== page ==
Increase in military suicide rates continues troubling trend

In today's Federal Newscast, the Defense Department is seeing troubling new figures in military suicide rates.

To listen to the Federal Newscast on your phone or mobile device, subscribe in PodcastOne or Apple Podcasts. The best listening experience on desktop can be found using Chrome, Firefox or Safari.

  • The Defense Department is seeing troubling new figures in military suicide rates. The Pentagon saw a 15% increase in military suicides in 2020 compared to the year before. Last year, 580 troops took their own lives. The Army is having an especially hard time with the issue. It’s seen suicides increase every year for the past five years. Army Secretary Christine Wormuth said in response that it is the service’s goal to get soldiers the help they need and to make it readily accessible. Some experts have pointed to isolation during the pandemic as a factor for an increase in the general suicide rate.
  • Congress achieved perhaps one of the easiest items on yesterday’s to-do list: Avoiding a government shutdown. The House and Senate both passed a nine-week continuing resolution that will keep agencies running through Dec. 9. The Senate cleared the CR with bipartisan support. And President Joe Biden signed it into law with a few hours to spare before the midnight deadline. The CR includes over $28 billion in disaster relief funding and almost $7 billion for Afghan resettlement efforts. Congress still must find a way to raise or suspend the debt ceiling before mid-October. (Federal News Network)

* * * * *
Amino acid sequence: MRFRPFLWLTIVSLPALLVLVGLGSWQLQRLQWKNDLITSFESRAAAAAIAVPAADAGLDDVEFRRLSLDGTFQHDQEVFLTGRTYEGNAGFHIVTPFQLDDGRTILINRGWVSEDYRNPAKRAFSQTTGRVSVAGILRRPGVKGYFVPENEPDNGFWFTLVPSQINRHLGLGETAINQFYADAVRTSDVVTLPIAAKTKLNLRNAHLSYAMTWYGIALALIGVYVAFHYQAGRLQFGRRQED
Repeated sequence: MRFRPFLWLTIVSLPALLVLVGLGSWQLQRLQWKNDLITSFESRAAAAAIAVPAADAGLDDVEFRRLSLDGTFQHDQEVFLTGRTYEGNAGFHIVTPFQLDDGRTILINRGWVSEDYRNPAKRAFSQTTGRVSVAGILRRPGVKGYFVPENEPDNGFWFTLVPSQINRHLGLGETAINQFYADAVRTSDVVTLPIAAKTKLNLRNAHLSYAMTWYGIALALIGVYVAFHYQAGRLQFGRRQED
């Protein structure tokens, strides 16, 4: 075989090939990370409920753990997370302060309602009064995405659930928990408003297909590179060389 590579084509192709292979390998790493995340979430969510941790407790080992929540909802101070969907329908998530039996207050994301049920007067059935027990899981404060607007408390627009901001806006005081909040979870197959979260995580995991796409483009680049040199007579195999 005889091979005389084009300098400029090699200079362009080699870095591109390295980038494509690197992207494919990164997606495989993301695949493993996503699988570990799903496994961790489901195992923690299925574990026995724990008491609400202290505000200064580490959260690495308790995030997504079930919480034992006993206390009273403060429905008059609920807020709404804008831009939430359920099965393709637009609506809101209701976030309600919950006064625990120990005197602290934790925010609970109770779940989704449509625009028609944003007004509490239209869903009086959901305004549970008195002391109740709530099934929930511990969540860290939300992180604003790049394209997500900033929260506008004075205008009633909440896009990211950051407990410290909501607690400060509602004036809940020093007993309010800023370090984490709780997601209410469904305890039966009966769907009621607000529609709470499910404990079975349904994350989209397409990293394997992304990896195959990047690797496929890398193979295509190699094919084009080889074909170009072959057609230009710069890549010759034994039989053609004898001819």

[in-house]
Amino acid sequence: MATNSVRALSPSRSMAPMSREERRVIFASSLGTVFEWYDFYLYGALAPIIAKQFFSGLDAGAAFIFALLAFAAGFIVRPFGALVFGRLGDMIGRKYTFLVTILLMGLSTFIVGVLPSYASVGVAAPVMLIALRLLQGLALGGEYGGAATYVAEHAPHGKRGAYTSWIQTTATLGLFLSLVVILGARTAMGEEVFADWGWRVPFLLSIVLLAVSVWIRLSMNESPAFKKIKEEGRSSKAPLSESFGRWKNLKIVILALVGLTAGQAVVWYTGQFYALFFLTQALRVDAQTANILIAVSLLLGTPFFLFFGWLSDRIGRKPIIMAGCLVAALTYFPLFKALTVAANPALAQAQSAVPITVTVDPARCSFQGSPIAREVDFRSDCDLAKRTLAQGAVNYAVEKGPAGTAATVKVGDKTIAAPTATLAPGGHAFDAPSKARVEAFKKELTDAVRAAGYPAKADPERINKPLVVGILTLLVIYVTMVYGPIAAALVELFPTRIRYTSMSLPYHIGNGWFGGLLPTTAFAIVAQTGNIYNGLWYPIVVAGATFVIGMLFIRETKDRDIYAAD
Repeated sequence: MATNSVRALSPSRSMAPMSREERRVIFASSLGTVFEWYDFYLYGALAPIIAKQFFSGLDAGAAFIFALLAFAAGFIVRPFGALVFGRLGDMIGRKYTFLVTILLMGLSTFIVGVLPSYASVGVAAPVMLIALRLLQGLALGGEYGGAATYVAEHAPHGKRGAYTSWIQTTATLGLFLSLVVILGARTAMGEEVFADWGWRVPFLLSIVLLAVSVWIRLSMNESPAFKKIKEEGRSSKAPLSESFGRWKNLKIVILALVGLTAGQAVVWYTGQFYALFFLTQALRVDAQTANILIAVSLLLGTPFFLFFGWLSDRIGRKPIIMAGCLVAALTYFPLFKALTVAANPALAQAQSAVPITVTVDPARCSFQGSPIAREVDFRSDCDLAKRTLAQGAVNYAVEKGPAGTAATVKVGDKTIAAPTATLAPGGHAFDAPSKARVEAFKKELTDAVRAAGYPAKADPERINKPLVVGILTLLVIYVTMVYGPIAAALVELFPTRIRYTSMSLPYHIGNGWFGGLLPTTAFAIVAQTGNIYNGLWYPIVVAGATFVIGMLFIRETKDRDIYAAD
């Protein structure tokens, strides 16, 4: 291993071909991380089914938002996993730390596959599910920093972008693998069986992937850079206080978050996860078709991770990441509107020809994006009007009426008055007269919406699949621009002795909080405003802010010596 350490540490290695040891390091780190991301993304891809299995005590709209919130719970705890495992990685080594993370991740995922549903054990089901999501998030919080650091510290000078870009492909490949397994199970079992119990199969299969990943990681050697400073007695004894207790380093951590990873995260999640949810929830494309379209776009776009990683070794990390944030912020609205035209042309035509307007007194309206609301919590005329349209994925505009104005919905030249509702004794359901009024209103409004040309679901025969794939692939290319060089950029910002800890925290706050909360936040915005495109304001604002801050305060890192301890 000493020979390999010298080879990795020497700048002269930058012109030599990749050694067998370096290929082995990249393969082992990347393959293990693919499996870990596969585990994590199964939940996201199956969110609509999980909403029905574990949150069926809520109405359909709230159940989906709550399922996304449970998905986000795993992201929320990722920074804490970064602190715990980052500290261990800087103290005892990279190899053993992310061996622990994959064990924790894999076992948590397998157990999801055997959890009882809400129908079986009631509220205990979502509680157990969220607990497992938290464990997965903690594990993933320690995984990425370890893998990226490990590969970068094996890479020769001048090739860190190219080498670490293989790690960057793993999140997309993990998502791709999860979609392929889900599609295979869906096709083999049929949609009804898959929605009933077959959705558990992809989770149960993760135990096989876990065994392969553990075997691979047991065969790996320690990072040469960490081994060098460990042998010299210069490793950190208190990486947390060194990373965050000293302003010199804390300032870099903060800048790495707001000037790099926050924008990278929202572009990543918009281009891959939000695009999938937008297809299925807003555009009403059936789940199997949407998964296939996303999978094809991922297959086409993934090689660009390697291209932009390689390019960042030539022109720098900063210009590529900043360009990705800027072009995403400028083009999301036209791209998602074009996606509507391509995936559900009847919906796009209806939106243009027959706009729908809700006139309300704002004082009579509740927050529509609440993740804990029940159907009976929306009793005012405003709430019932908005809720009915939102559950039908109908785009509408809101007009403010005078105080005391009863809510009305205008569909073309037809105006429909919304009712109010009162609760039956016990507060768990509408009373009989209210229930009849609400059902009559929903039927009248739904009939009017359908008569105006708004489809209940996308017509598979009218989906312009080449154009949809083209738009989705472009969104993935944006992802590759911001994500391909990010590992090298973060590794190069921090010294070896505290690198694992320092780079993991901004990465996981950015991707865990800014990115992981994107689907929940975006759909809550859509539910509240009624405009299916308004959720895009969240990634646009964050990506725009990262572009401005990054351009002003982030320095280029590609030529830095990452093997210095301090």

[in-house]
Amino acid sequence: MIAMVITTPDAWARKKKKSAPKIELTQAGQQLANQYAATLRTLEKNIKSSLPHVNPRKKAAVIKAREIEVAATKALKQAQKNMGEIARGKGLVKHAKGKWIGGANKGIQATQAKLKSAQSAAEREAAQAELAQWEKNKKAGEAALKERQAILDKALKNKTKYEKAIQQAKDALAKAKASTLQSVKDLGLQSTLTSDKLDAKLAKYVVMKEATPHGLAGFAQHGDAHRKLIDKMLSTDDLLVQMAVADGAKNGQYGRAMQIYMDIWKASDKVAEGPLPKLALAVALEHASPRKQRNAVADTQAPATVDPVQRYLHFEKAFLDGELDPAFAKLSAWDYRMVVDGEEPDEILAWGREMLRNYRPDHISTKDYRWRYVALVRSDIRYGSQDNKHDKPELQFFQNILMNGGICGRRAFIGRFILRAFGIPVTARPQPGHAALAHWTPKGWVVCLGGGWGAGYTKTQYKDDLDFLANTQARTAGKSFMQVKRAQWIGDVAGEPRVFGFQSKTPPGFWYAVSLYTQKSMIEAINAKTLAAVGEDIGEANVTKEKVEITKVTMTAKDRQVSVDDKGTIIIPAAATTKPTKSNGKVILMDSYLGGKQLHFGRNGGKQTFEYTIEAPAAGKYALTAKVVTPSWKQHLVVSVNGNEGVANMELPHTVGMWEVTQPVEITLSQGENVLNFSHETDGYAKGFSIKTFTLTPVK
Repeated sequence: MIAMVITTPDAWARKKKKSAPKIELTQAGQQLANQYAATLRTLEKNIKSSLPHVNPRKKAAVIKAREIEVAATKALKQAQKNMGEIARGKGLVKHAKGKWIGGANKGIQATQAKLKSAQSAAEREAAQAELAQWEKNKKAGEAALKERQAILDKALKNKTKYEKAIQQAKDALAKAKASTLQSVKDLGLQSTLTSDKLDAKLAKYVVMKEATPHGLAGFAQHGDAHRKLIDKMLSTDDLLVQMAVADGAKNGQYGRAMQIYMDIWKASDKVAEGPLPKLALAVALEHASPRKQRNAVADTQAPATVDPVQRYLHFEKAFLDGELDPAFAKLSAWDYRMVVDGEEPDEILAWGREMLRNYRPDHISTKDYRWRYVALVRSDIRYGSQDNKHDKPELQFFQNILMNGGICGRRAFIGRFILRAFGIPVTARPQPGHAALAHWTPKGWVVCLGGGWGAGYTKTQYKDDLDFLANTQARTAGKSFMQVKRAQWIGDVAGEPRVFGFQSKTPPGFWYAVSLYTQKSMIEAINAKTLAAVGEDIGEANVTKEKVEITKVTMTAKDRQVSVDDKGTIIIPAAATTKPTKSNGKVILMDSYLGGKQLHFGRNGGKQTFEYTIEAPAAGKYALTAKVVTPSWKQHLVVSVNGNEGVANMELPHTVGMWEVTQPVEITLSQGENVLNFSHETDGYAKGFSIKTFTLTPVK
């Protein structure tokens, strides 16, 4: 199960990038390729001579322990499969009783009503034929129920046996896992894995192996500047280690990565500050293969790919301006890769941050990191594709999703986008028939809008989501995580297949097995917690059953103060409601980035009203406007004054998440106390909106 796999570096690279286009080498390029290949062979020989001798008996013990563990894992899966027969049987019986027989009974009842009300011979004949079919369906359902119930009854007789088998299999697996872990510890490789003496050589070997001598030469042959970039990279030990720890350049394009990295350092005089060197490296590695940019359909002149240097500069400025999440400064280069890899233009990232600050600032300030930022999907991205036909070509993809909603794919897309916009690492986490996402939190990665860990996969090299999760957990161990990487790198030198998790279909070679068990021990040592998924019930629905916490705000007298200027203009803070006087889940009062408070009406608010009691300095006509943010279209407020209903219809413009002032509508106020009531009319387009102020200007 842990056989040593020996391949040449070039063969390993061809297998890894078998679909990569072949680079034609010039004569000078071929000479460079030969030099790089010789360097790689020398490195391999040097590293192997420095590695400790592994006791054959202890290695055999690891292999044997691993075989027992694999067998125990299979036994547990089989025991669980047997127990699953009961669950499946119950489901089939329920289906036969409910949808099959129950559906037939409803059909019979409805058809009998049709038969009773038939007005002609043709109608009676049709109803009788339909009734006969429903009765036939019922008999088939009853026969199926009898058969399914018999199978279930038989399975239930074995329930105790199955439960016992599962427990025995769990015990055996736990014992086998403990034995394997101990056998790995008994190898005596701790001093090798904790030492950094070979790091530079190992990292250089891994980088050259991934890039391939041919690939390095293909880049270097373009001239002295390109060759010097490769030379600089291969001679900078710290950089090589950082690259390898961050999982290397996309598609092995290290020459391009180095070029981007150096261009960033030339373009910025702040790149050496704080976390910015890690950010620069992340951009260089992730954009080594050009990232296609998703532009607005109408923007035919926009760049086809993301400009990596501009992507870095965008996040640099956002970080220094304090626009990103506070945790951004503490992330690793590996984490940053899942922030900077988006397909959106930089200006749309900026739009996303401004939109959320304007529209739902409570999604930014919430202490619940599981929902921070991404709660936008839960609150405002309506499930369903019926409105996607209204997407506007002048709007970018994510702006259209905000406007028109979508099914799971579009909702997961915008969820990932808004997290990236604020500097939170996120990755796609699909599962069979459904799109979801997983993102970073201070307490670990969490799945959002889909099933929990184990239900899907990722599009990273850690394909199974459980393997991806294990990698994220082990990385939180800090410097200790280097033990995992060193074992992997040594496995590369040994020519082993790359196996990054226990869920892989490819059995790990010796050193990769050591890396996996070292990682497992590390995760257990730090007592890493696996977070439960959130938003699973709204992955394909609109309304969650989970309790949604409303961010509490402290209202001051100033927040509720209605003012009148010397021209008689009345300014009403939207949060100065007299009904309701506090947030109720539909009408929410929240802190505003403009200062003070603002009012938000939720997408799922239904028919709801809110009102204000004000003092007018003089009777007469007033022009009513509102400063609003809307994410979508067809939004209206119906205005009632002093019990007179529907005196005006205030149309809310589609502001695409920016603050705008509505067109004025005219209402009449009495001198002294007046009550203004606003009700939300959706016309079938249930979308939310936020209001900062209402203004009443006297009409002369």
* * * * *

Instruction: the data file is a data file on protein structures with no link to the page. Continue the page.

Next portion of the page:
• The House has passed legislation to create a new job series in software and data. Under the bill, the Office of Personnel Management has 270 days from enactment to create one or more occupational series covering federal positions in software development, software engineering, data science and data management. The legislation was initially introduced in May by Rep. Jay Obernolte (R-Calif.) and overwhelmingly passed by a 416-to-9 vote.
  • An updated software framework is available to agencies and other organizations as they look to comply with mandates in President Joe Biden’s cybersecurity executive order. The National Institute of Standards and Technology released Version 1.1 of the Secure Software Development Framework this week. The guidance links to different clauses in the executive order laying out how agencies and contractors should securely develop software. NIST is also looking for feedback to incorporate in its next update of the framework.
  • Post offices are taking a hit from natural disasters. Natural disasters in recent years damaged more than 1,000 Postal Service facilities and cost the agency more than $30 million to repair. Hurricane Maria caused the biggest toll, leading to nearly $15 million in damage at 43 sites. The Government Accountability Office said more than a third of USPS facilities are in areas at risk of a natural disaster. Flooding, wildfires, storm surges and rising seas levels are just a few of the threats USPS properties face.
  • Federal contractors lawyers are still scratching their heads about the vaccine mandate. Federal contractors are to show proof of vaccination by Dec. 8, but guidance from the Safer Federal Workforce Taskforce on implementation has been broad, leaving contractor lawyers to question how to advise their clients as the guidance evolves. Contractors are waiting for the Federal Acquisition Regulatory Council to put out a regulatory clause to provide further clarity on how to move forward. The vaccine mandate follows more complicated compliance challenges that the contracting community has seen in the last few years, including the ban on Chinese telecommunications equipment.